Loading

45°F

44°F

47°F

41°F

46°F

42°F

47°F

41°F

46°F

44°F

41°F

47°F
NEWS STORIES

Budget cuts forcing Oneida County's Second Story Store into limited hoursSubmitted: 04/24/2013
Story By Lane Kimble


RHINELANDER - The Oneida County landfill offers people a unique opportunity. You pay a discounted price to get other people's mildly used furniture, tables and chairs that would otherwise end up in the trash.

But budget cuts are threatening Rhinelander's Second Story Store. Grant funding helped open Second Story in 2011. But the grant ran out this year, as did the city's 10-year solid waste contract.

Now, garbage disposal is going up $13 a ton.

That means the county has to find ways to cut back, which includes scaling back the Second Story Store.

Solid Waste Director Freeman Bennett knows the store is important to everyone, whether they use it or not.

"It not only helps people for getting a good price on good merchandise, but it saves it from dumping it into the landfill and taking up air space and burying it in the ground," Bennett said.

The cuts would mean the store goes from being open every day to just two days the entire year. But a kindly woman might be able to change that.

Bennett took a phone call out of the blue the other day asking why the Store was so limited this year.

"I explained to her, we simply don't have the money for the manpower right now and she volunteered her services," Bennett said.

It only takes one person to run the store. Bennett hopes this woman is able to come through.

Bennett says if the woman is able to help, the Second Story Store will be open daily throughout the summer.

If not, it will only be open one day around July 4th and once in the fall.

Text Size: + Increase | Decrease -
Print Story | Email Story
Sponsored in part by HodagSports.com





 IN OTHER NEWS

MERRILL - The Household Abuse Victims Emergency Network (HAVEN) provides shelter and services for sexual assault and domestic violence victims in Lincoln County.

But more and more, HAVEN is looking for ways to help clients with another issue - addiction.

Since about 2012, the number of clients with addictions has shot up.

Addictions to heroin, meth, and prescription drugs seem to be the most common.

+ Read More

MERRILL - Ron Kautz prepares taxes for more than 800 clients every year from his office in Merrill.

This year, he's watching for something new while filling out their returns.

Kautz needs to know if they have health insurance.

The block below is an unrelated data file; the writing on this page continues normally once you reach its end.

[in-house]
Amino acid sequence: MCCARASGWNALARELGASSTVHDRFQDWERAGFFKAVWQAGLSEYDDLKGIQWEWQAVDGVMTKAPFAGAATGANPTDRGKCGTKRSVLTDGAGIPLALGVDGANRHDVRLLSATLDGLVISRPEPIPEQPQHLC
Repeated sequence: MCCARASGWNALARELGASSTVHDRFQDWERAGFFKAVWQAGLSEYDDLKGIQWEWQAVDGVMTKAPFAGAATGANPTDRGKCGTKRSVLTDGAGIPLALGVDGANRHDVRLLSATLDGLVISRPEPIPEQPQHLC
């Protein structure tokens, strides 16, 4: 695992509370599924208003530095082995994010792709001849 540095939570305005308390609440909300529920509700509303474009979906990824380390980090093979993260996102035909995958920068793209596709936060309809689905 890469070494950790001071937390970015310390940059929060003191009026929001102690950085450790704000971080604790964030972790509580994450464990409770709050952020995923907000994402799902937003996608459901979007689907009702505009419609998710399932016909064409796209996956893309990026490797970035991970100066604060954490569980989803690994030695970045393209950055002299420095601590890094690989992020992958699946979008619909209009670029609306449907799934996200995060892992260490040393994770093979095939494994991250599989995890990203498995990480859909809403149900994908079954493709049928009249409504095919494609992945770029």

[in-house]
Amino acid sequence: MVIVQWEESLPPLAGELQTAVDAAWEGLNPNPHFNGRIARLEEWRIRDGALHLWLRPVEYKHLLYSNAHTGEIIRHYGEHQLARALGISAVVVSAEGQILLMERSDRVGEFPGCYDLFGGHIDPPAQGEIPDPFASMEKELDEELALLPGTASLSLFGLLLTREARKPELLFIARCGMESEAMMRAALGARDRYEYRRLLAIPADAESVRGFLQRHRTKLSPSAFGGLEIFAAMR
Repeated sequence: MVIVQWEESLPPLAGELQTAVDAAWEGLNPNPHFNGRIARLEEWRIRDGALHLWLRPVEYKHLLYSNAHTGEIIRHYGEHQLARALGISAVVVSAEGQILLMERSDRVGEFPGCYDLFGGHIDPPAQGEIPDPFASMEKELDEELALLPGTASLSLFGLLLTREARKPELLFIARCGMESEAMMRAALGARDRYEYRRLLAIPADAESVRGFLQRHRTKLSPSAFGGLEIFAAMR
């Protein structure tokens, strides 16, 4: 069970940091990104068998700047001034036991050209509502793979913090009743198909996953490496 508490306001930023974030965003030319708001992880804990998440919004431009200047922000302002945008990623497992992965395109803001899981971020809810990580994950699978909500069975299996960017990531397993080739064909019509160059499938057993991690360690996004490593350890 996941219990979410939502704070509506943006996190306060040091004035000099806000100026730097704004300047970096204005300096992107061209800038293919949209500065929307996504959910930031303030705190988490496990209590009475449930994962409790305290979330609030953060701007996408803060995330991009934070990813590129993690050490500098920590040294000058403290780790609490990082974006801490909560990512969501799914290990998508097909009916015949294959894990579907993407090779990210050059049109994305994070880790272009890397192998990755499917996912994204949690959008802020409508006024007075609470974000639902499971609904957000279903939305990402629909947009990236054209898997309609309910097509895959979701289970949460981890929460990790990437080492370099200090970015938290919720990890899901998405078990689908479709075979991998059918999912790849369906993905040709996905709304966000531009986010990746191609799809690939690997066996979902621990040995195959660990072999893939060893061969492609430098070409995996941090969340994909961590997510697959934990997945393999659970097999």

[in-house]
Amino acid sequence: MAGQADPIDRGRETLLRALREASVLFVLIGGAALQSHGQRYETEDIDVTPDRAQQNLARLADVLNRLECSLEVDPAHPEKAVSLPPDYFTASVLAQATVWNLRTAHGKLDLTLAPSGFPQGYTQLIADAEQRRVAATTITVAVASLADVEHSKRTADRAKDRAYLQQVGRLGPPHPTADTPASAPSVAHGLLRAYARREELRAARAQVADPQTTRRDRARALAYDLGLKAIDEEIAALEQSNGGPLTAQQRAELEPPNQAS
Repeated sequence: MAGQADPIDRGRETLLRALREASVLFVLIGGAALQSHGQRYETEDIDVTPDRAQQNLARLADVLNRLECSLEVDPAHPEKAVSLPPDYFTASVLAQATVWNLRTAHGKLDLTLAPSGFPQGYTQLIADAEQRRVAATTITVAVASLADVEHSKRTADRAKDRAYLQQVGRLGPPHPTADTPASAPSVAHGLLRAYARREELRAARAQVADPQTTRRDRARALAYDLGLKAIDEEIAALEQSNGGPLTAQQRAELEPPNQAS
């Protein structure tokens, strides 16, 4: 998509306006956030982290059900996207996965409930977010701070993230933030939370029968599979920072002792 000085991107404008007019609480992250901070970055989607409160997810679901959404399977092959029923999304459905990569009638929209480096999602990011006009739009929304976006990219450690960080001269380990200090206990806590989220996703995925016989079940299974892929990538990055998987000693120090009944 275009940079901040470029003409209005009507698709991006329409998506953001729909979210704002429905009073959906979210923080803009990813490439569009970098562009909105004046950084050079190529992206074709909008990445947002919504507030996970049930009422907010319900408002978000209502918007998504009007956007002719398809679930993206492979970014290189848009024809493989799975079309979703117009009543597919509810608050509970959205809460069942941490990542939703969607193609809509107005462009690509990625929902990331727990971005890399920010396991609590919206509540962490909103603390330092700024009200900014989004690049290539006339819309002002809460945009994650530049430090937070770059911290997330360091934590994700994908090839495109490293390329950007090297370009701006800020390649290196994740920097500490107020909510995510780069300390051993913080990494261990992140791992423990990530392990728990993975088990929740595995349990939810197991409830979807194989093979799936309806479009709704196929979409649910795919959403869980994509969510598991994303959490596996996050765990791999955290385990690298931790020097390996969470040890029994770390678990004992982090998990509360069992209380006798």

This is the first cycle in which the federal government taxes people for not having health insurance.

+ Read More

TOMAH - A hearing today will look into complaints that patients at the Veterans Administration Medical Center in Tomah received too many narcotic drugs.

A pair of U.S. House and Senate committees will hold a joint field hearing today in Tomah.

+ Read More

MADISON - More people nationwide use ridesharing smartphone apps like Uber to get around.

Those apps match people who need a ride with certified drivers who use their own cars.

The popularity of the apps has led some Wisconsin lawmakers to propose legislation that creates statewide rules and regulations.

+ Read More

Play Video

VILAS COUNTY - Despite your votes to make Vilas County the "Best Cabin Region" in the country, the county fell short.

+ Read More

PRESQUE ISLE - The art of violin making dates back hundreds of years, and Brian Derber is carrying on the tradition. He wanted to go into furniture making, but fell into instrument design after taking a class in college. In 1999, he opened his own school. It's the only violin making school in Wisconsin.

"The program itself is modeled after a German school of violin making," said New World School of Violin Making Owner Brian Derber. "Students have to fulfill a certain requirement before they can apply to graduate. So the minimum time they are with me is three years."

Students start out by making the body of a violin in their first year. As they progress, they add the scroll and varnish, which can take months for students to finish. Nearing the end of their stay, they can even try to make a cello.

"In the time that I have with students in the school here, I can only give them so much, and then it's time for them to go someplace else and get more knowledge," said Derber.

+ Read More

EAGLE RIVER - It's a process that sugar harvester Yukon Jack knows and loves. Jack's been harvesting sap for about 20 years.
He makes 30 to 40 gallons of maple syrup a year.

"I used to hate March and April, and when I started making maple syrup, I can't wait for March and April to come," said Jack.

Jack doesn't tap the trees at the same time each year, but instead waits for the right weather conditions.

+ Read More
+ More General News
Search: 




Click Here